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So I've created this planet that's about 90% the size of Earth, orbits a binary yellow dwarf star and has an extremely electrified atmosphere. Cloud plumes coming from volcanoes contain various conducting compounds, resulting in huge lightning storms which occur almost every night globally.

This planet's equivalent to plants - phytids - use the electricity in much the same way that our own plants use light, in a process called electrosynthesis. My question is: what sort of biology would these phytids have that could allow them to convert electricity into energy for growth and reproduction?

They have long, rigid spires made mostly of copper-based proteins which face upwards into the air to conduct this electrical energy into their bodies, but that's about all I know. What would they need to do with the electricity once it was inside of them?

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Why would you 'produce energy' from electricity? IT IS ENERGY. Likely they would utilize as much as possible in it's native form. The human body uses electric impulses all to pass information back and forth throughout the body.

Adding in capacitors to hold this energy would be fairly important, it would be kind of like the fat cells in animals or sugars in plants. So plants and animals need energy to grow (and move). The growing is generally all chemical changes powered by chemical reactions from chemical energy sources. Electrochemistry would be huge in this planet.

I think a lot more plants and animals would be utilizing aluminum in their make up since with all the 'free' electricity it can be separated much easier from it compounds. 'Diets' of plants and animals might be significantly different when you can use electricity to break bonds instead of a chemical (acid) or physical (teeth or crop) to break things down to be useful for building ones own body.

Water can be broken down into Hydrogen and Oxygen with electricity and maybe some plants will store the two gases instead of a capacitor or in conjunction with them?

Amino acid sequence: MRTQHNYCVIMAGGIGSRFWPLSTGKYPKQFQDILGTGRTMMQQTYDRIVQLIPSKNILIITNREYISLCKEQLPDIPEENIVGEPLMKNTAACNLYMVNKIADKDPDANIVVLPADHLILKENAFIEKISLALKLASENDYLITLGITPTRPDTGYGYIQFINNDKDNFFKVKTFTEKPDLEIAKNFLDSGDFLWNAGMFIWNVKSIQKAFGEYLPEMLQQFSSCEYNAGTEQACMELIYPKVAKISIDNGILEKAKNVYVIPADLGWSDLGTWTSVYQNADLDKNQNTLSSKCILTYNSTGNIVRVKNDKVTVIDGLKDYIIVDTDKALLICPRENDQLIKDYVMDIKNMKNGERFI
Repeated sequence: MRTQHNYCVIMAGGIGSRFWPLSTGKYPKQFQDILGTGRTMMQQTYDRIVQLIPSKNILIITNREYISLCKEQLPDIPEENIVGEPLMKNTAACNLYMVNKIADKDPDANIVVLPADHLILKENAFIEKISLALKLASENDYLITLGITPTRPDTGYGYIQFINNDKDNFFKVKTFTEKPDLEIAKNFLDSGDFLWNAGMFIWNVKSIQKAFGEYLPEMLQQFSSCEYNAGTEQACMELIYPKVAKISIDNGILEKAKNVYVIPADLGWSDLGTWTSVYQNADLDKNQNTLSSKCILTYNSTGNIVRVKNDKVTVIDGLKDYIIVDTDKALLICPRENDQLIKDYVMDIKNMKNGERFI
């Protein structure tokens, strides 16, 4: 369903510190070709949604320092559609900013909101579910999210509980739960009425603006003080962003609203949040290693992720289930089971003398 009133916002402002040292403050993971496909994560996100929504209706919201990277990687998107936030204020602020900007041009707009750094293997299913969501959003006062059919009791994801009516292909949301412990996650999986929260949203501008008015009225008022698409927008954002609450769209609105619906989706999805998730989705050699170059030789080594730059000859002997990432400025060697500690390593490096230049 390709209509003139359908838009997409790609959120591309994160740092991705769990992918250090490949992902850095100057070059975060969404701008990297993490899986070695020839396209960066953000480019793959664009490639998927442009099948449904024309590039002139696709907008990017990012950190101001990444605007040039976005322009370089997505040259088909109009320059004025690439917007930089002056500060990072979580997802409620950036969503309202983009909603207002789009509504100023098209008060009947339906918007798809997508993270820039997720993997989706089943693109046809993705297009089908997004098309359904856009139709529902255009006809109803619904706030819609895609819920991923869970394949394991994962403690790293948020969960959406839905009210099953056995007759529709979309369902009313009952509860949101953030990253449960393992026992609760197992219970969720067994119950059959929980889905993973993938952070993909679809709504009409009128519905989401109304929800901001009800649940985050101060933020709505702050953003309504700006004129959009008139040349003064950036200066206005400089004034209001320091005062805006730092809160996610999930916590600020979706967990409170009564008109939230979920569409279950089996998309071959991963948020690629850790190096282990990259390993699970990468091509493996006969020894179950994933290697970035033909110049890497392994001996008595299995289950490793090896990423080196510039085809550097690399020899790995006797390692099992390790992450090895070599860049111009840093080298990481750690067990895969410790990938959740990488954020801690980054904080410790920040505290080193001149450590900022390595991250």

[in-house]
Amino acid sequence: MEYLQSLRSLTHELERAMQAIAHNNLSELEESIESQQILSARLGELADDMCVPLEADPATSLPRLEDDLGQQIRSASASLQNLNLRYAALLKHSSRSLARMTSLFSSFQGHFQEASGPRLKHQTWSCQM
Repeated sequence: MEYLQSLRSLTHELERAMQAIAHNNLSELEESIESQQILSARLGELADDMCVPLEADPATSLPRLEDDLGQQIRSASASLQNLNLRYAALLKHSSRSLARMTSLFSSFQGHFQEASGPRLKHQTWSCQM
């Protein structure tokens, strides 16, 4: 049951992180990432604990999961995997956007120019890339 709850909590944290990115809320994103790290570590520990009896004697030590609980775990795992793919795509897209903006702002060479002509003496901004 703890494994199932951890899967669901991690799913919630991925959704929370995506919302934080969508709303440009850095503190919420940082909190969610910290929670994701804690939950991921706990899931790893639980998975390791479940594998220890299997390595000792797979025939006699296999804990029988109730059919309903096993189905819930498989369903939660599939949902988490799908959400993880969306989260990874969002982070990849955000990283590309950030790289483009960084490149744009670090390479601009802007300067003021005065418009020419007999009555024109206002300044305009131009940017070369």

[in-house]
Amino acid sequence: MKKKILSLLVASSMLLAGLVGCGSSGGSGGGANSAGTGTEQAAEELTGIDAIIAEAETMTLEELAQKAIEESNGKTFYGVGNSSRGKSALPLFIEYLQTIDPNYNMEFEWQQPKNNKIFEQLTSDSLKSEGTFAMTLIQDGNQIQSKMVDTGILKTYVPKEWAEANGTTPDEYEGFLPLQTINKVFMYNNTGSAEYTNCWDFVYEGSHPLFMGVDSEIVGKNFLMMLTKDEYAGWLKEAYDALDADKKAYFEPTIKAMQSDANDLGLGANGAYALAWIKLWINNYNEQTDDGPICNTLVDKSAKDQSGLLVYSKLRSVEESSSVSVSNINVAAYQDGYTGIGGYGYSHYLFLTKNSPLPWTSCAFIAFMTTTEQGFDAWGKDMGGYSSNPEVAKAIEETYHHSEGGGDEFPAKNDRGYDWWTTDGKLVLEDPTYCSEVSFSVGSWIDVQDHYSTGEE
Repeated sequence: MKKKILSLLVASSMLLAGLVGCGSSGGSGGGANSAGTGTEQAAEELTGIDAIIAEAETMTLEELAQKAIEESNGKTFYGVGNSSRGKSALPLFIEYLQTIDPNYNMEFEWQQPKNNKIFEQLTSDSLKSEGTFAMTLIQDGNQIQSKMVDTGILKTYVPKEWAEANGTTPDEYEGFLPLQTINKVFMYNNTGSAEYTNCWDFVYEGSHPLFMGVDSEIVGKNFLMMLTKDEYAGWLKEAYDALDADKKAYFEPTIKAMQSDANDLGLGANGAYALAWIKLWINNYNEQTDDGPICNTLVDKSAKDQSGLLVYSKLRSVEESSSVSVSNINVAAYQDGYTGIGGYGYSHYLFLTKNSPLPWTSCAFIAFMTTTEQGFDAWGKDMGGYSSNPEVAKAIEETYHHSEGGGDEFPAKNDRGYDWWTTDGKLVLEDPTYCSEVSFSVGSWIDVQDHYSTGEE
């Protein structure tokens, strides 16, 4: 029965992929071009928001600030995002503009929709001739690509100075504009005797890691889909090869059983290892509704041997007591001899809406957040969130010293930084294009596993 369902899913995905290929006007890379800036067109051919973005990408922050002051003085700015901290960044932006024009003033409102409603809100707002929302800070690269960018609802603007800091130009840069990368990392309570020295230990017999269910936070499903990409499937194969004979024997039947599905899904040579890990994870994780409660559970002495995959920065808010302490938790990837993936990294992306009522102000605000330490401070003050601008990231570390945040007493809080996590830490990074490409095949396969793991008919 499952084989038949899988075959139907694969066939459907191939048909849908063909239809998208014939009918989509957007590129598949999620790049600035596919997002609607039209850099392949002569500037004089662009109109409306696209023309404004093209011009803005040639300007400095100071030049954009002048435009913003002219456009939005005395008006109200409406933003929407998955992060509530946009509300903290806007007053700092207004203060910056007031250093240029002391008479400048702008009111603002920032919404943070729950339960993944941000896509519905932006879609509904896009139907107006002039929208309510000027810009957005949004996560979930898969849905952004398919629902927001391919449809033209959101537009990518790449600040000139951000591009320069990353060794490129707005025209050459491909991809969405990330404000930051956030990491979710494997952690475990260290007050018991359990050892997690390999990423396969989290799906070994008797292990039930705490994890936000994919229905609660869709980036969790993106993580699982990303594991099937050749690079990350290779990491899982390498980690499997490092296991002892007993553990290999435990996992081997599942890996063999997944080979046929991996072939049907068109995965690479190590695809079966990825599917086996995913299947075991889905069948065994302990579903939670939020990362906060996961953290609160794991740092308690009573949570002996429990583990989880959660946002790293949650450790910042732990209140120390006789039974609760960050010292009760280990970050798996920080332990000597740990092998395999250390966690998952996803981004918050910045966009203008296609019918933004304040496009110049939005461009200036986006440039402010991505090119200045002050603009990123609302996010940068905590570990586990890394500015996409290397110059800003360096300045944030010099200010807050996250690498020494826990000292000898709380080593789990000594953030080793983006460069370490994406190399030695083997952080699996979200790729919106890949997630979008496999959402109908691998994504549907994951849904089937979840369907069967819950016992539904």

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  • $\begingroup$ I didn't think of that! Okay, capacitors it is, and aluminium it is. So could you elaborate on how the 'diets' of plants and animals would be different if they could use electricity to break bonds? $\endgroup$ – IJoinedCozIcan Nov 25 '15 at 16:34
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    $\begingroup$ @IJoinedCozIcan my chemistry is a bit rusty to try and go into how that would work. But I know you can change water into Hydrogen and Oxygen. $\endgroup$ – bowlturner Nov 25 '15 at 16:50
  • $\begingroup$ @bowlturner hydrogen fuel cells in a carbon rich environment? What could possibly go wrong!! $\endgroup$ – Joe Bloggs Dec 17 '17 at 17:47
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The Asian Hornet converts sunlight into electricity, then appears to use it directly:

The sunlight that these hornets capture is likely converted into electrical 
energy. There exists a voltage between the inner and outer layers of the 
yellow stripe that increases in response to illumination. The harvested 
energy may be used in physical activity (digging or flight) and temperature 
regulation. It even seems to provide enough energy to carry out metabolic 
functions similar to the liver (producing or filtering enzymes and sugars). 
The enzymatic activity in these regions has been shown to decrease when the 
hornet is exposed to light, allowing it to conserve its energy.

Photovoltaic Asian Hornet

While the Asian Hornet is unique, it doesn't seem to need any exotic materials to make use of the electricity, though I believe the process is not completely understood.

Since the hornet can use the electricity to produce sugars, I imagine similar organisms might get by with a sugar reserve to consume when electrical energy sources are scarce.

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  • $\begingroup$ That is ridiculously cool. $\endgroup$ – Joe Bloggs Dec 17 '17 at 17:46

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